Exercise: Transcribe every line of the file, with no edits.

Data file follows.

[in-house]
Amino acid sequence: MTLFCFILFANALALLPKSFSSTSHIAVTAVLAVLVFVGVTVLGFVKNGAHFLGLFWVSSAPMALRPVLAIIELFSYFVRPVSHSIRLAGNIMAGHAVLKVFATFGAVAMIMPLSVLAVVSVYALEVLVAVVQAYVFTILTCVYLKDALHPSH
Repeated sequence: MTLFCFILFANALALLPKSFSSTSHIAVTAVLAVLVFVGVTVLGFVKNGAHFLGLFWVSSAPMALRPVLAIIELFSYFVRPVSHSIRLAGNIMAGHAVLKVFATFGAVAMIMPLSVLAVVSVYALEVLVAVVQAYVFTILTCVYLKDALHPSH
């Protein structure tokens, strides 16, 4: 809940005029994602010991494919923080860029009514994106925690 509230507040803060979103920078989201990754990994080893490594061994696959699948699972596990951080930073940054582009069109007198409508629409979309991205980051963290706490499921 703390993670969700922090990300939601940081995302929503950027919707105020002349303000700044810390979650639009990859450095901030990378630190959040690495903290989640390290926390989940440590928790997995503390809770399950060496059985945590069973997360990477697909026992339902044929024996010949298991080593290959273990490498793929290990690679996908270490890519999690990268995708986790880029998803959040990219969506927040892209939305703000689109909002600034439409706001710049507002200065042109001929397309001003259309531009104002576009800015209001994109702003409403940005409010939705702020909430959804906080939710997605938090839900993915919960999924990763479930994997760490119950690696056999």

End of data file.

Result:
[in-house]
Amino acid sequence: MTLFCFILFANALALLPKSFSSTSHIAVTAVLAVLVFVGVTVLGFVKNGAHFLGLFWVSSAPMALRPVLAIIELFSYFVRPVSHSIRLAGNIMAGHAVLKVFATFGAVAMIMPLSVLAVVSVYALEVLVAVVQAYVFTILTCVYLKDALHPSH
Repeated sequence: MTLFCFILFANALALLPKSFSSTSHIAVTAVLAVLVFVGVTVLGFVKNGAHFLGLFWVSSAPMALRPVLAIIELFSYFVRPVSHSIRLAGNIMAGHAVLKVFATFGAVAMIMPLSVLAVVSVYALEVLVAVVQAYVFTILTCVYLKDALHPSH
């Protein structure tokens, strides 16, 4: 809940005029994602010991494919923080860029009514994106925690 509230507040803060979103920078989201990754990994080893490594061994696959699948699972596990951080930073940054582009069109007198409508629409979309991205980051963290706490499921 703390993670969700922090990300939601940081995302929503950027919707105020002349303000700044810390979650639009990859450095901030990378630190959040690495903290989640390290926390989940440590928790997995503390809770399950060496059985945590069973997360990477697909026992339902044929024996010949298991080593290959273990490498793929290990690679996908270490890519999690990268995708986790880029998803959040990219969506927040892209939305703000689109909002600034439409706001710049507002200065042109001929397309001003259309531009104002576009800015209001994109702003409403940005409010939705702020909430959804906080939710997605938090839900993915919960999924990763479930994997760490119950690696056999």